From Squamish, British Columbia, Canada:
I recently read in a local newspaper that an early symptom, among others, of diabetes was what appears to be dirt on a child's neck that won't wash off.
My 8 year boy has this and I've scrubbed and scrubbed trying to get it off, now I just do the normal wash as I don't think all the scrubbing helps, nor feels pleasant for him. My son rarely gets sick, he's a great eater, although doesn't seem to be gaining much weight, he is always thirsty, and does go to the bathroom a lot. Up until I read that article I didn't have any real concerns for him, except for the "cradle cap" that never went away.
As far as I know there is no history of diabetes in my family, but there is on his father's side. Is it true about the dirt like markings around the neck? If that is an early sign, shouldn't there be others? I've read through the lists and I do think I should take him to our doctor but he just seems so healthy.
I believe what you are referring to is a pigmentation of the skin called acanthosis nigricans. This darkening of the skin occurs in the neck, underarm, and groin area in individuals who are overweight and have insulin resistance. They are at increased risk of developing Type 2 diabetes. The most common form of diabetes in children is Type 1 diabetes. These children are usually not overweight (and often lose weight before they are diagnosed) and must be treated with insulin injections as opposed to type 2 diabetes which can often be treated with diet alone or in combination with oral medication.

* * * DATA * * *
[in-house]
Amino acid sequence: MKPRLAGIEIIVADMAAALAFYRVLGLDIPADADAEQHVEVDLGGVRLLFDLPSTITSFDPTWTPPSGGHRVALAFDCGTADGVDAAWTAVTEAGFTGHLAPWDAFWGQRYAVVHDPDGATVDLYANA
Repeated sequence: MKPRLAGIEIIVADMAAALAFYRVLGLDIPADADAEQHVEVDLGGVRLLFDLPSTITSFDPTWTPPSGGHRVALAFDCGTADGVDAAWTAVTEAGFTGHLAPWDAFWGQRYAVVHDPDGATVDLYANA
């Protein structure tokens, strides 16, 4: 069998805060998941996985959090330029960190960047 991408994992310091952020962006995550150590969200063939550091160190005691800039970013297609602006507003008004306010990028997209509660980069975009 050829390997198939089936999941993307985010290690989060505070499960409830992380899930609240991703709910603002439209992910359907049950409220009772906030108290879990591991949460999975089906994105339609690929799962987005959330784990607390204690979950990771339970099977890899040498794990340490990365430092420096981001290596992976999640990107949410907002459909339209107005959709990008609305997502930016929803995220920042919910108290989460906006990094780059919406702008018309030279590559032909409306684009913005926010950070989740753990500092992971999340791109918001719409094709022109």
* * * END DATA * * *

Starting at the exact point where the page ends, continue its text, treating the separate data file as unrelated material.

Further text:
Regardless of whether or not he has acanthosis nigricans, if he is thirsty and going to the bathroom a lot you should bring him to his own pediatrician to check his urine for sugar.
I would suggest trying to clean his neck with rubbing alcohol. This may remove the dark areas.
Original posting 15 Feb 2000
Posted to Diagnosis and Symptoms
Last Updated: Tuesday April 06, 2010 15:09:10
This Internet site provides information of a general nature and is designed for educational purposes only. If you have any concerns about your own health or the health of your child, you should always consult with a physician or other health care professional.
This site is published by T-1 Today, Inc. (d/b/a Children with Diabetes), a 501c3 not-for-profit organization, which is responsible for its contents. Our mission is to provide education and support to families living with type 1 diabetes.
© Children with Diabetes, Inc. 1995-2016. Comments and Feedback.